The social landscape is infinitely complicated.  The diversity of opinion and social strata can be overwhelming to understand and yet most humans do this processing with ease.   We have economic worlds: blue collar, white collar, the 1%, the 99%.  This influences social interactions: schools of choice, soccer moms, hipsters, yuppies (are there yuppies anymore?) There is the landscape of family that influences us, the landscape of workplace, and the landscapes of politics.

We limit ourselves in these worlds. We must.  There is a price for everything.  The person who sees the four corners of the world must therefore be always moving, never settled.  The person who knows each plant and rock on their land likewise is limited, though I would argue that their knowledge is just as vast as the travelers.  We do not mock the particle physicist for not being an astrophysicist.  Size matters not.  

But this leaves us as materialists, seeing only what is touchable, knowing only what is recordable. There is also the world of religion and spirit. I’ve heard many people talk about the universal truths of all religions. But that is not what I am talking about here. I’m not talking about the written teachings of other peoples interactions with the worlds of spirit.  That can be useful, but there are fantasies and untruths there as well. Anything written by human hands is fallible, and that’s okay.

The Gift of the Spirit Worlds

We are looking at the wrong fantasies.

My kids hate Harry Potter. They refuse to read it. They say it’s because the magic is fake and wrong. I was kinda heartbroken. While I was pregnant I dreamed of reading those book to my kids, but they never wanted them.  It hurt for a long time. Now that they’re old enough to explain I realize what I did.  I gave them a gift far greater than Harry Potter ever could.

I gave them real magic.  I gave them my truth. It was profound when I realized what I had done.

 As a practicing priest and spirit worker I had shared my skills and knowledge with them as they grew.  I presented them with a model where magic is real and it is not about crystal powered spaceships or magic wands.  It’s about connection. It’s about speaking with the wind and sharing a joke with a tree. It’s about love. 

This is true magic: cracking open the paradigm we live in as a way to create cultural shift.  I argue that the modern shaman or spirit worker can do more than enter into non-ordinary reality to bring back souls.  The modern spirit worker should enter ordinary reality to bring back this world’s soul.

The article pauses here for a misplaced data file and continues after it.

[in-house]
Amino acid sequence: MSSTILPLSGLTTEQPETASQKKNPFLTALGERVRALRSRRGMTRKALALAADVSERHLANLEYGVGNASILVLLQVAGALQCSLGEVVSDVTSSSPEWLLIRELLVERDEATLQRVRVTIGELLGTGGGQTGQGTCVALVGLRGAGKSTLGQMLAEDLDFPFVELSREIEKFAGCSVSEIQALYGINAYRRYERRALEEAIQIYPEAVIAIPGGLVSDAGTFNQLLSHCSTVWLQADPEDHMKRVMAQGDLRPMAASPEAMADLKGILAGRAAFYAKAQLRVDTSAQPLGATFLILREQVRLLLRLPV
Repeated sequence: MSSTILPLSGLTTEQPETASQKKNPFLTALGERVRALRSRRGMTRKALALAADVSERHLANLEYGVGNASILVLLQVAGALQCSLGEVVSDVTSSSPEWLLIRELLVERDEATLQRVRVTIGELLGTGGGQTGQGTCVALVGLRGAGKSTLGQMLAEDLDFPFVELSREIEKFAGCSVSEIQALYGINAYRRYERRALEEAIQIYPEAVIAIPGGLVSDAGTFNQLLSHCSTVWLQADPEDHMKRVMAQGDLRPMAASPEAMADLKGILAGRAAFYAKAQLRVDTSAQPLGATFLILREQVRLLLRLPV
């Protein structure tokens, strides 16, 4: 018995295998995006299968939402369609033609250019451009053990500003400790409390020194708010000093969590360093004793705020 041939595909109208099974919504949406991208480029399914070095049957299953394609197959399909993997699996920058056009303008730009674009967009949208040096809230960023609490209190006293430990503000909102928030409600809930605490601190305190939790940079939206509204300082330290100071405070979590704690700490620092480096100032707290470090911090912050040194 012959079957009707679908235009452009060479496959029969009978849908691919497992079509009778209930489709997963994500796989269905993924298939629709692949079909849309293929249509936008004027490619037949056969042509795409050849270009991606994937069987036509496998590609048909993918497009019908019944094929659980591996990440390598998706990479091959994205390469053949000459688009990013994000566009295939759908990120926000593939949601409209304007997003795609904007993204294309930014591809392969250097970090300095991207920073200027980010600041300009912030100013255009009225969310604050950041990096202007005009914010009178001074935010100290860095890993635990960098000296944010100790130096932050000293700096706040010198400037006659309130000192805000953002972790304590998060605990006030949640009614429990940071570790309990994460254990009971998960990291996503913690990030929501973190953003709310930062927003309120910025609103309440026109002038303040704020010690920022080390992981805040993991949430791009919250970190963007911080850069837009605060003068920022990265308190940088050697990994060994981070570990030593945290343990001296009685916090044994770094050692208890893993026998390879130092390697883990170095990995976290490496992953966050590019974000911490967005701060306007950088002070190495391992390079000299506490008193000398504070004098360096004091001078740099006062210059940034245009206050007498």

We don’t need false magic. We have true magic. There are a great many people developing and rediscovering these techniques and this is one of the true frontiers of our overlapping worlds. It is so easy to sink into the swamp of despair when it comes to finding solutions to our modern problems.  Finding hope in false narratives is not a luxury we can afford.  But after a lifetime of following the guidance of the spirits I believe there are answers. They are just not the ones we expected. It’s why listening to the spirits is so important. I would never have become an artist/farmer/writer/priest without my oaths to the Gods and Spirits, and I truly believe that if I had done the more reasonable thing, I would never have been able to see our modern paradigm the way I do.

We are powerful if we choose to share it, and the world needs our answers. We cannot keep these things to ourselves.  I must do this for our children. I must do this for other peoples children. Most of all I must do this for myself. I need to need to share ideas, words, and art. Not in order to be immortal, not even to be respected.  But to be in relationship.  To share and create a flow.  

I am giving an offering of thought and action and deed.  Let this offering be my life’s work: the creation of a paradigm of relationship with self, with spirit, and with other.   I see now the fire burning within us. I see the change upon me and upon us. It is only to fractalize what was already there, because we all have tiny pieces of the same story. Our task is to go deeper into the microcosm until we have reached the point where we influence the macrocosm. I am a priestess. This is my work. Let this be your work too.  Let us find and create a reality where our children no longer need to grow up depending on playing pretend in order to survive. Let us find a way we can be proud of.